Don’t live nearby? That’s become increasingly common. Of course, there are still many things you can do together. The tech apps, services, and infrastructure that arose during the pandemic have spurred many options, and some of these don’t even require a computer:
- Plan creative phone calls. Schedule ongoing phone calls together. Young children can’t stay focused for long, so be prepared with things like age-appropriate jokes, riddles, nursery rhymes, stories (especially from your own life, when you were their age), limericks, fun facts and tongue twisters (e.g., “Mimicking him hiccupping, while welcoming him in.”) If your grandchild is into a particular fantasy world or type of toy, study up and find a way to engage around it.
- Become pen pals. Even in a digital world, it seems everyone likes getting postcards and letters in the mail. Jokes and riddles work well here too, and kids absolutely love getting stickers. Or just send a handwritten note or a sketch with some words of love and support. When they’re old enough, have them draw or write something to be mailed to you.
- Use video chat technology. Nearly all modern smartphones and computers can do some form of video chat through Zoom, Facebook, Google, etc. Video chat is everywhere, and pretty soon virtual reality chat will be here, offering a real sense of being in the same room as another person. (Pro tip: Kids and even teens love the apps that will change your face into a cat face or other animal while you’re chatting.)
- Play “hot-and-cold.” Mail a small gift or treasured keepsake from your life, and have a parent hide it somewhere in their house. Then play hot-and-cold with them until they find it, ideally using video chat (but a regular phone works just as well if you know the layout of the house).
Teaching Good Values and Financial Smarts
As a grandparent, you may be in an ideal position to impart positive values to your heirs in a number of areas. For example, if you’re retired or working only part time, consider using some of your free time to get involved with your grandkids in a volunteer or charitable situation. As you surely remember from your own parenting days, kids see and hear everything - and will mimic what you do. Some ideas:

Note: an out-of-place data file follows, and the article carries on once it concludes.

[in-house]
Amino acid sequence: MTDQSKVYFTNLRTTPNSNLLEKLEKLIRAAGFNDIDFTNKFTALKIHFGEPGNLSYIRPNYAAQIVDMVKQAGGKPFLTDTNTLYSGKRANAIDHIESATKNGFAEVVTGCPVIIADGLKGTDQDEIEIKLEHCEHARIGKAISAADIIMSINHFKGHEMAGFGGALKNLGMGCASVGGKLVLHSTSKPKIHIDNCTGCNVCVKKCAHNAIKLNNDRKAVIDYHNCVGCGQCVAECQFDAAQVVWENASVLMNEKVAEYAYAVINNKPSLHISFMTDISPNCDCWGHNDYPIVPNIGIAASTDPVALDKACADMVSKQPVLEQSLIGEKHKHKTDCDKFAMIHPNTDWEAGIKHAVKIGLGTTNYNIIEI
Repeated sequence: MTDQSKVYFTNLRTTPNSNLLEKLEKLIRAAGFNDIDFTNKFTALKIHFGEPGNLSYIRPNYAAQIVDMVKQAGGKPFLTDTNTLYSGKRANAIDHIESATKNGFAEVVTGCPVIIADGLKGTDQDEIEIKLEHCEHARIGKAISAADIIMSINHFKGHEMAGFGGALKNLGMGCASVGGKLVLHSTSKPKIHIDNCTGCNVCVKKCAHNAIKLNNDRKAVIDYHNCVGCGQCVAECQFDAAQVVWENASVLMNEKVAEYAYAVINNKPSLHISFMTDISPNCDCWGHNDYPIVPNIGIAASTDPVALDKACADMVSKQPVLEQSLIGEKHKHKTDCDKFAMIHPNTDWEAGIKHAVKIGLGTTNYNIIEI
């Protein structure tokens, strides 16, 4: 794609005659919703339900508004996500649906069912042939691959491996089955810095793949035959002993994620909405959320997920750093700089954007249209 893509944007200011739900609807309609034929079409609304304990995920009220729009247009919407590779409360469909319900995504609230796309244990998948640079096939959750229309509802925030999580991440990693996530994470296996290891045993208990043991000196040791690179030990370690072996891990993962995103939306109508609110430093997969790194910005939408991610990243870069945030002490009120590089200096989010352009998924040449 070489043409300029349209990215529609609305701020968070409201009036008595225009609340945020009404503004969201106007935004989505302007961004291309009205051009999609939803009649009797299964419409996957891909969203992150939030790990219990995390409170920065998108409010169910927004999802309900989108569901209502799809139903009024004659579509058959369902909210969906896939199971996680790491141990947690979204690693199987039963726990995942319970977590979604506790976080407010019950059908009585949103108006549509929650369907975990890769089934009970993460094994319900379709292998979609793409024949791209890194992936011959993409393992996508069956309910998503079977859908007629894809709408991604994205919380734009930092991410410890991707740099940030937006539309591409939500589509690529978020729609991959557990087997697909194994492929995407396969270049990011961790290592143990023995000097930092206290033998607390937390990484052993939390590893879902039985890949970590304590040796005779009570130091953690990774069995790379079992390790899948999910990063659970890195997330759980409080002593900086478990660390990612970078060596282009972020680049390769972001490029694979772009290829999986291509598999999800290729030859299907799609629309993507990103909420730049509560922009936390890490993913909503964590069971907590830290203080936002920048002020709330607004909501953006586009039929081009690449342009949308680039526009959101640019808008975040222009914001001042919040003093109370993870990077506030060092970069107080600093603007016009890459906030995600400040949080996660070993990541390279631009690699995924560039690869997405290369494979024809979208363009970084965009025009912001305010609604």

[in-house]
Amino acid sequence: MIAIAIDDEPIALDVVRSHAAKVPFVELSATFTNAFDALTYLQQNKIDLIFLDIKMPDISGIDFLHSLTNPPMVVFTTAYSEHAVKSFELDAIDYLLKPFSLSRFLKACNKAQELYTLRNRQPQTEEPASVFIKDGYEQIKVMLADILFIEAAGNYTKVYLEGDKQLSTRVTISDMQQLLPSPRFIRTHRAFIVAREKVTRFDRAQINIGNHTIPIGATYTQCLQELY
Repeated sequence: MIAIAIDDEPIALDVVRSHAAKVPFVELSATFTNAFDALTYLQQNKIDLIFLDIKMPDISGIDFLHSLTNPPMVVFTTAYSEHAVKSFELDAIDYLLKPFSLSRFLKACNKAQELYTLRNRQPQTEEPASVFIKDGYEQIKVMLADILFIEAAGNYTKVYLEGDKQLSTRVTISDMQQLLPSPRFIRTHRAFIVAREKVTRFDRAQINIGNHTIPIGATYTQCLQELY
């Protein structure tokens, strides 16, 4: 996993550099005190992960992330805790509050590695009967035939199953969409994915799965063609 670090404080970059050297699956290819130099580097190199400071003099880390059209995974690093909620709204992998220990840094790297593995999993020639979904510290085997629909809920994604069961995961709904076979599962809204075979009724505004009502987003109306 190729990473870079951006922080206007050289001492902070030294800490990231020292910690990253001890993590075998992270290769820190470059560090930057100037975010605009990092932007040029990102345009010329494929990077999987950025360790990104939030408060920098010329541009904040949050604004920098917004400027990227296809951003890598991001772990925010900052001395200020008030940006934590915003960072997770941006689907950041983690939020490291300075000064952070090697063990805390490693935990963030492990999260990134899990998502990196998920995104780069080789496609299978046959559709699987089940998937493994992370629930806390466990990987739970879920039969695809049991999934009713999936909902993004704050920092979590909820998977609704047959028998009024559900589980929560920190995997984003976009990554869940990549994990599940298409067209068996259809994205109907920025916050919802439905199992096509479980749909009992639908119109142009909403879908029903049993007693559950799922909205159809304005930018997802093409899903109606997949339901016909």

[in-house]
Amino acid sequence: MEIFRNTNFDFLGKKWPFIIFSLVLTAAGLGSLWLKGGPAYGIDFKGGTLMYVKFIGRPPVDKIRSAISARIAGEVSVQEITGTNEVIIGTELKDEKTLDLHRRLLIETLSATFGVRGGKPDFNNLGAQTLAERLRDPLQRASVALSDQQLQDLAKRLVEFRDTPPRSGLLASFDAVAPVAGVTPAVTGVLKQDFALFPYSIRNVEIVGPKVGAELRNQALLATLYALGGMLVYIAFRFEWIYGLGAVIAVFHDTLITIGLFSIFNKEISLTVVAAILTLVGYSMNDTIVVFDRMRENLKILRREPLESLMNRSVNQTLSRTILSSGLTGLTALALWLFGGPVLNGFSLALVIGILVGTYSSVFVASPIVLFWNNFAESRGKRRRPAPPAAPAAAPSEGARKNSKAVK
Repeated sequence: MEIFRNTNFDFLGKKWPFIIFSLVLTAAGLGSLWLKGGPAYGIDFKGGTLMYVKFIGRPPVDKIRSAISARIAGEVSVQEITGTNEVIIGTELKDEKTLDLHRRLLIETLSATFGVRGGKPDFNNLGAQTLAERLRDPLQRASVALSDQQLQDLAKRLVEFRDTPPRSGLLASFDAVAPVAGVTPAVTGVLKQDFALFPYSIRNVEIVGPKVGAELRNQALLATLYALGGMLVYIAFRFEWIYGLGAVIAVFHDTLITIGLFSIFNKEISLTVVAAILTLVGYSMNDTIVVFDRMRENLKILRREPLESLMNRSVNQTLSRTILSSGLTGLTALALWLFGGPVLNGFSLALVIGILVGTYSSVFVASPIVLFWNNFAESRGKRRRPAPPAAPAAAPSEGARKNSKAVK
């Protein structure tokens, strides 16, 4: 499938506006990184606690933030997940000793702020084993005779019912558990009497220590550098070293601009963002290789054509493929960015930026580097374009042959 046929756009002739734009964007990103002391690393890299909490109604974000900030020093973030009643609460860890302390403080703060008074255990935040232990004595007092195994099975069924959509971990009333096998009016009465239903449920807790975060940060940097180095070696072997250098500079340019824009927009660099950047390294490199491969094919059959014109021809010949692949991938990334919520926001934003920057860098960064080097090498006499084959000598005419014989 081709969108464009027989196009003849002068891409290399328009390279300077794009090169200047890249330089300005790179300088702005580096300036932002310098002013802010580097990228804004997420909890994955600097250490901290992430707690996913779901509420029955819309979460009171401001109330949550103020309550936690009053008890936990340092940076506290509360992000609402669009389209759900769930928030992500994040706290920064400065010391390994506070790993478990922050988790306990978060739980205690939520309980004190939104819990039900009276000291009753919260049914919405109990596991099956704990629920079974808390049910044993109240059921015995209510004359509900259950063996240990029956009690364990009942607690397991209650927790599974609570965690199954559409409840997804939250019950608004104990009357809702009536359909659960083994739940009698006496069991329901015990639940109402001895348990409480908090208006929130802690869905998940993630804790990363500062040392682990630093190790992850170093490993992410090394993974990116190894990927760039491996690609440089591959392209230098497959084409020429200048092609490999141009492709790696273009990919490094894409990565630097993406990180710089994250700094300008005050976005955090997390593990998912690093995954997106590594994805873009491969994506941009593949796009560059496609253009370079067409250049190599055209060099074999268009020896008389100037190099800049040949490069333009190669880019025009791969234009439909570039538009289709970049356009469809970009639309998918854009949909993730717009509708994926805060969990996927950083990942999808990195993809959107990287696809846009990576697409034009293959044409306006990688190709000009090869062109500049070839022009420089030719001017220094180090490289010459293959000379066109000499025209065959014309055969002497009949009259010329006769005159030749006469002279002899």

- Bring them to the grocery store and have them choose items that you’ll then donate to a local food pantry.
- Walk dogs together or read to cats together at a nearby animal shelter.
- Participate together in neighborhood cleanups (often organized by land trust groups).
Managing money and finances is one area where lots of grandparents have learned some hard-won lessons worth passing on. The “best” ways to demonstrate and teach financial savvy will depend greatly on the age and maturity level of your grandkids, of course. But some examples that can start (and keep) the ball rolling include:
- When they are very young, get them a piggy bank to help teach them the value of saving. If you had one as a kid, you probably remember how much fun it was to put those first coins in and hear them clink, and then one day take out the stopper (or maybe actually have to crack it open!) and see how much money you saved.
- For elementary school-aged grandkids, you can get them a framed share of stock to help introduce them to the idea of investing and the power of compound growth.
- When they’re teenagers, if you’re in a position to do so, you can offer them some kind of regular part-time work and pay them appropriately.
If you make the most of being a grandparent, three clear winners will emerge: you, your grandchild (or grandchildren), and their parents. To help boost the probability of this triple-win, keep two key points in mind:
- Take care of yourself first. Being a super-grandparent doesn’t mean overextending yourself physically, emotionally or energetically, and probably won’t include working through the kind of physical or behavioral problems that only parents can really address. As every flight attendant says, “Put your own mask on first” so you’re in a position to help your loved ones. However you structure your relationship with your grandchild and their parents, make sure it works reasonably well for you, is within your limits and simply feels right.
Communicate and gain buy-in from the parents. Unless you serve as the grandchild’s primary guardian, consult with the parents about your super-grandparenting ideas. It’s up to them, not you, to make any and all important decisions on behalf of the child. Moreover, unless it’s a matter of life and death, try to resist judging or disagreeing with the parent - that is, stop yourself from telling your own child how to raise his or her child. In the case of grandparents advising their children, less is more… usually much more.
As a grandparent, you have an extraordinary opportunity to see the world through new eyes, impart values that will serve your grandkids throughout their entire lives, build family connections from the past to the present… and have a darn good time doing all of this along the way!